But for the sake of this discussion, let’s say it has to do with control – or self-control. At least that is how it was discussed in the piece excerpted below appearing in today’s The Guardian: “We have reached the end game of have-it-all culture.
“Because I’m Worth It has had its day, and discipline is the new decadence. The Nike Fuel Band, which tracks your calorie expenditure and praises you for an active lifestyle, has more smug-factor than a Rolex right now. The dominant meme of annoying Facebook behaviour has segued from the posting of party photos to “inspirational” quotes (American men – Henry Ford, Albert Einstein, Ralph Waldo Emerson – are especially hot right now). Meanwhile, the narrative of reality TV has changed: bad behaviour in the hot tub, à la early Big Brother, has been replaced, from The Voice to The Apprentice, by Saturday-night preaching of the age-old Sunday-morning mantras that hard work will be rewarded, that mentors must be respected and listened to. Even family life has taken on a new set of values. With every issue of Goop, the cosy, cupcake-baking ideal of motherhood cedes territory to the Tiger Mothers (whose children will be more successful than yours) and the Gwyneth Paltrow-esque mothers (whose children will be slimmer and healthier, ergo more successful, than yours.)
“We will always desire that element which is elusive in our culture – and right now, that element is discipline. Five months ago Malcolm Gladwell, author of The Tipping Point, gave a speech in which he noted the drawbacks of a culture of instant access to information and of the infinite flexibility of schedule made possible by a world in which everyone is instantly contactable. Discipline, he said, was missing in this setup, and this was a handicap in some areas of achievement. “Collaboration and sharing are not good for finishing your organic chemistry problem set,” he said. Patience, strategic thinking and deference to authority, he added, are things “that do not come naturally to” those who have grown up in an online culture.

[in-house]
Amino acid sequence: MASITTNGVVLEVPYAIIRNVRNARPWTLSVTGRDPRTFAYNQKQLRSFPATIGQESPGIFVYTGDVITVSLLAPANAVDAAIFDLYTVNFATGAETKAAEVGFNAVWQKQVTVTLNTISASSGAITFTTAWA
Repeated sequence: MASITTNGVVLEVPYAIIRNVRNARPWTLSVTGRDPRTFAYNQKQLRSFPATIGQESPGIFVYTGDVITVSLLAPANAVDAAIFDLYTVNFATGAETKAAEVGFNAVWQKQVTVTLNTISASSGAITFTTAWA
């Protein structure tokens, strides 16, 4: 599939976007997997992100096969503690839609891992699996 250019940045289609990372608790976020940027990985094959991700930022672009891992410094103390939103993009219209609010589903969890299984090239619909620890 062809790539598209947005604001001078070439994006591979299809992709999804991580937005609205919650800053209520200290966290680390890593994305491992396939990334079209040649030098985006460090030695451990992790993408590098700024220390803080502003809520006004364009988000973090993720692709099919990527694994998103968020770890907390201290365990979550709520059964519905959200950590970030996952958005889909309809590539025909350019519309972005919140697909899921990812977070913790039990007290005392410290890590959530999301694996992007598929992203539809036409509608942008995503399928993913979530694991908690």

“The Net-A-Porter online fashion website, most of whose customers surely walk past several Starbucks outlets on their way to work, is currently hosting an online video in which the Australian supermodel Miranda Kerr demonstrates how she makes her green “breakfast smoothie” out of a nine-ingredient list that includes coconut water, goji berries, spirulina and acai powder. Extreme diet plans – from the 5:2 intermittent fasting plan to juice-only days (Coleen Rooney tweeted recently about the “great results” of a three-day juice fast she undertook a month after having her second son) – have reinvigorated the dreary business of weight loss, turning your self-discipline into a potential cocktail-party turn. (No one wants to hear how many WeightWatchers points are in your lunchtime sandwich, but if you’ve found a formula to stick to 500 calories a day you’ll hold the floor.)
“The ascent of the age of discipline is changing the mood music in every aspect of our culture. It is the reason why skivers-and-strivers hit a nerve, and why David Cameron is rightly terrified of the “chillax” tag. Richard Benson, editor of the Middle Class Handbook blog, attributes the shift to “the tremendous increase in workloads and competitiveness that has occurred over the past decade, due in part to the influence of Americanised corporate culture and in part to the current recession. All recessions seem to have a dominant, lasting cultural impact: in the early 80s it was the loss of the old industrial community, in the early 90s it was the loss of the job for life. This time, it feels like the impact may be the acceptance of previously unthinkable workloads and working hours. Many people say they are still earning the same salary but having to work much harder for it, which perhaps explains some of the focus on discipline. And there is a certain disenchantment with the non-judgmental, diverse, emotionally literate approach that pre-dated this, for various reasons: it seems to dodge tough decisions, it is often disingenuous, it leads to awful corporate teambuilding exercises. And so that disenchantment leads to a counter-reaction, which is an appreciation of old-fashioned, no-nonsense school-marmishness.”